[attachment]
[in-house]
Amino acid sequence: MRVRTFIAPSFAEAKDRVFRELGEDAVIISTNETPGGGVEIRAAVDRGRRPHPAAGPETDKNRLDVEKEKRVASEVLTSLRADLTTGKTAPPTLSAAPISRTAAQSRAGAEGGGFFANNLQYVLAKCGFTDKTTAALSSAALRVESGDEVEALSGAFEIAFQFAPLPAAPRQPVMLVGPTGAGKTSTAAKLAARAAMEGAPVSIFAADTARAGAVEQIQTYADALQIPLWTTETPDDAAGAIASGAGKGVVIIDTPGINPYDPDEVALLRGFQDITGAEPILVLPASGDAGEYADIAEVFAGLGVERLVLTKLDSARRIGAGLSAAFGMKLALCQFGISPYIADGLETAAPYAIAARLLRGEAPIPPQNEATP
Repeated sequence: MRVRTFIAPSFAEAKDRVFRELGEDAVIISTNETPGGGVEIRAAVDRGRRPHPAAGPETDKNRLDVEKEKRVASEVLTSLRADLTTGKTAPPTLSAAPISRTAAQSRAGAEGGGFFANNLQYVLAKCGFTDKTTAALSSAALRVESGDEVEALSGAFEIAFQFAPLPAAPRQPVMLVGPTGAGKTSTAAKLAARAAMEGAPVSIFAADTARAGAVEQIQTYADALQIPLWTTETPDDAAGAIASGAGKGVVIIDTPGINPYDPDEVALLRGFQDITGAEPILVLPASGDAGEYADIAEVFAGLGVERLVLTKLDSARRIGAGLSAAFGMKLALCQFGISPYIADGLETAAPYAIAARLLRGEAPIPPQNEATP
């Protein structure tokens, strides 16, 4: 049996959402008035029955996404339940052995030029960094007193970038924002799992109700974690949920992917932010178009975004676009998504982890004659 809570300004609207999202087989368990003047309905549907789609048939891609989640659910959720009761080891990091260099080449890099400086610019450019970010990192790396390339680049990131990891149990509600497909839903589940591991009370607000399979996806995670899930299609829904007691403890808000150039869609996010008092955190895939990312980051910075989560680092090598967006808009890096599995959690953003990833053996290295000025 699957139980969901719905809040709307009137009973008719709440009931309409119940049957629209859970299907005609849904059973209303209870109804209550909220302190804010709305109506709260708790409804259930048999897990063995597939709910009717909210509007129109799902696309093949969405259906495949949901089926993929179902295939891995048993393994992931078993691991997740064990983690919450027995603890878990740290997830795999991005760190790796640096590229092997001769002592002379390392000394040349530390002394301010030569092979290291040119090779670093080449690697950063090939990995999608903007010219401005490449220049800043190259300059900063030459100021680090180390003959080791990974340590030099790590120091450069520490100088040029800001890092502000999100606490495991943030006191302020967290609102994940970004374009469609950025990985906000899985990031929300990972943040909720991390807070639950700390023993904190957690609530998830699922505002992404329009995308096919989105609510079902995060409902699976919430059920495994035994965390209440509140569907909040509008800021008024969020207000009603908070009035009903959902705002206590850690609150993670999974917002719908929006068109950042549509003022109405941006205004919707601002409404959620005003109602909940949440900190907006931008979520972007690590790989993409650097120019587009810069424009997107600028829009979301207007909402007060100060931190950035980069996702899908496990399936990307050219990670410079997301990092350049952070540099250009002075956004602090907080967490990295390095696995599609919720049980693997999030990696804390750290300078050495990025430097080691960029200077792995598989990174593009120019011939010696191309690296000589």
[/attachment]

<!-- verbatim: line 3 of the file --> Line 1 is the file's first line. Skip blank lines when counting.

Repeated sequence: MRVRTFIAPSFAEAKDRVFRELGEDAVIISTNETPGGGVEIRAAVDRGRRPHPAAGPETDKNRLDVEKEKRVASEVLTSLRADLTTGKTAPPTLSAAPISRTAAQSRAGAEGGGFFANNLQYVLAKCGFTDKTTAALSSAALRVESGDEVEALSGAFEIAFQFAPLPAAPRQPVMLVGPTGAGKTSTAAKLAARAAMEGAPVSIFAADTARAGAVEQIQTYADALQIPLWTTETPDDAAGAIASGAGKGVVIIDTPGINPYDPDEVALLRGFQDITGAEPILVLPASGDAGEYADIAEVFAGLGVERLVLTKLDSARRIGAGLSAAFGMKLALCQFGISPYIADGLETAAPYAIAARLLRGEAPIPPQNEATP